You could do that. The ones you personally answer, you could say that. Again, I think that if the audience's goal is to get an answer, then it's enough to get an answer, and if you think of what you're doing as a business, then that business needs to scale. Nobody could expect that you'd be answering all those DMs. It's just not a good use of your time. I really believe that, for the audience, it's a much better experience to know that I can send you a message and within a couple of hours get an actual answer rather than never get an answer.
You can see how it feels shitty to send someone a message, especially a thoughtful one with a question and then just not get it answered. The problem is Instagram, it's not like a normal email inbox, obviously, it's difficult to manage a huge volume of messages whereas, again, in an email you can have filters, you can sit on the plane for two hours and bang out 400 emails really easily. There are ways to get through big volumes of messages on emails but there's really not on Instagram.
I think it's just on you to train that person effectively. You write the responses. Again, if that person is working for you, they should know your tone of voice, how you talk about things. Again, this is why brands have brand guidelines. The person who is tweeting for a brand, they're speaking in that brand's voice. They had to be trained to know what is that voice. Do they use exclamation points or not? Do they sign off with an XO or do they not? Do they use emojis or not? This is all goes into what a brand is. It would be pretty easy to train someone to answer questions the way you do and then, again, just make sure they have a way to escalate things, and say, "Hey, if you get a chance today, there's five messages in your DM inbox that I feel like would be worth you answering."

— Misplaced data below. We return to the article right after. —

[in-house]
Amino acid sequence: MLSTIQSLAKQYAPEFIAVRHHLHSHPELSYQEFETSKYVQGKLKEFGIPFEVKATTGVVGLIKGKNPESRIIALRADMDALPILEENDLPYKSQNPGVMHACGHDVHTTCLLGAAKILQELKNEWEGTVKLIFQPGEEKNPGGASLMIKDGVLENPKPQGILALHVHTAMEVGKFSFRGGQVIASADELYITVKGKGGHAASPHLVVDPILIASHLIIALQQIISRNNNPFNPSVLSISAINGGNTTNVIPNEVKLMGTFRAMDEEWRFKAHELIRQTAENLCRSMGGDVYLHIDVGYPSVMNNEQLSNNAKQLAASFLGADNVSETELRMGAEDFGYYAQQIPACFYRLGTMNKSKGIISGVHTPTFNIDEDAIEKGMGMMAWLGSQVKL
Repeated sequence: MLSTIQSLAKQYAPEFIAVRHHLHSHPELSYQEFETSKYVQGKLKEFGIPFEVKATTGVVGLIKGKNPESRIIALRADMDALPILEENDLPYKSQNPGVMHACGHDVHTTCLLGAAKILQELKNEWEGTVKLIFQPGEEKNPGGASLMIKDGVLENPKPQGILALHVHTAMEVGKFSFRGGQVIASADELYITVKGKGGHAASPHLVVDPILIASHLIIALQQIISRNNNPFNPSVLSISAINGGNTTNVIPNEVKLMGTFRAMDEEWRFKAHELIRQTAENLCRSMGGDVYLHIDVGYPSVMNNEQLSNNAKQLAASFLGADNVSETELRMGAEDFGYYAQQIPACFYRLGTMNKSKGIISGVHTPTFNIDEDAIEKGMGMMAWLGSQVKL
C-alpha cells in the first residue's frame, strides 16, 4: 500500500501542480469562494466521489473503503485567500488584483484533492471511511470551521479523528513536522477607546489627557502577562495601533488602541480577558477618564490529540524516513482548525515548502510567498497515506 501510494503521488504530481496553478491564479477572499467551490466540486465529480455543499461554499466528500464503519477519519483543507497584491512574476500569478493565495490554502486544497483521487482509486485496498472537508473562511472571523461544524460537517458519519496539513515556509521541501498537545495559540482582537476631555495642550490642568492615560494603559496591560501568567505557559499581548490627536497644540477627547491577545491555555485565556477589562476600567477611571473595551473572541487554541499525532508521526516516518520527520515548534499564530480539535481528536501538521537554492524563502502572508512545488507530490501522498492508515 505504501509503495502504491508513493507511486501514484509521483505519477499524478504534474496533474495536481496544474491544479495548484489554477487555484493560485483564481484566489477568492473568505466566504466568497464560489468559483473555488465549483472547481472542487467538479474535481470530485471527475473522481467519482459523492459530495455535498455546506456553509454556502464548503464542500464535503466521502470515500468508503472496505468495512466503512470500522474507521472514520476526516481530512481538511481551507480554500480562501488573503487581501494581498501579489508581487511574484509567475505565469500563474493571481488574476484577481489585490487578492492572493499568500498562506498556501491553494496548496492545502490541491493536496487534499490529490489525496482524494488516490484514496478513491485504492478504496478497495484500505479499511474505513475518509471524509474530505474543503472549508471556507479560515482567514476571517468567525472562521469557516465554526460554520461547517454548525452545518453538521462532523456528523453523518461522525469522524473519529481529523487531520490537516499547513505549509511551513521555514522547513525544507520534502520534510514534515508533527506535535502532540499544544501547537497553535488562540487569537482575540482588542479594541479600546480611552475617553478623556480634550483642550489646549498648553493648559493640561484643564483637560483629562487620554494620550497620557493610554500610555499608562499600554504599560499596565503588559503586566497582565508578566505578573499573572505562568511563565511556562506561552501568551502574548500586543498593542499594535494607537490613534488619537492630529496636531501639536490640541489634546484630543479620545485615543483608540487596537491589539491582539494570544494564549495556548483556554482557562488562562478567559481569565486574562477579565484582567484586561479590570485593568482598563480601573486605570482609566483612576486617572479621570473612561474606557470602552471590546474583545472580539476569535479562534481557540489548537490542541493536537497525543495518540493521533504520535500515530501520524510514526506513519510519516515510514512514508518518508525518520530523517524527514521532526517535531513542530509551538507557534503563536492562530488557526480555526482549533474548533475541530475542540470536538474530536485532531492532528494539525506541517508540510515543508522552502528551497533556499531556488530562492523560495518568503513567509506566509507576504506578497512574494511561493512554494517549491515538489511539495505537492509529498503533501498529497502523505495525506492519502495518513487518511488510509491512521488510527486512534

I understand there's probably some complexities there because someone else is in your account, which I think makes people nervous rightly so. They're speaking on your behalf, which can make you nervous. If you would be nervous about that, I would argue that maybe that employee isn't the right person for you. Sometimes when there are big complicated things to do, we distract ourselves with small simple things to do. While you should be out emailing brands and pitching them a new project, you might say, "Well, I've got two hours of DMS to answer. I'll do that instead because that's easy and I don't get rejected. That's something I know how to do."
In running any business you constantly have to be growing out of the things that you're doing and growing into new things and then finding capable people to take over the things that you left behind. I read that John D. Rockefeller book Titan, which if you ever want to read a 900-page book on John D. Rockefeller, it was excellent. At Standard Oil, they would say, "The day you got hired you should be trying to get out of that job as soon as humanly possible and get the next job and have someone else take your job." It was just constantly about growth and constantly about figuring out a way to operate at a higher level and have someone else do those other things. I wouldn't get caught up too much in the minutia of answering 200 DMs a day. It's not worth your time.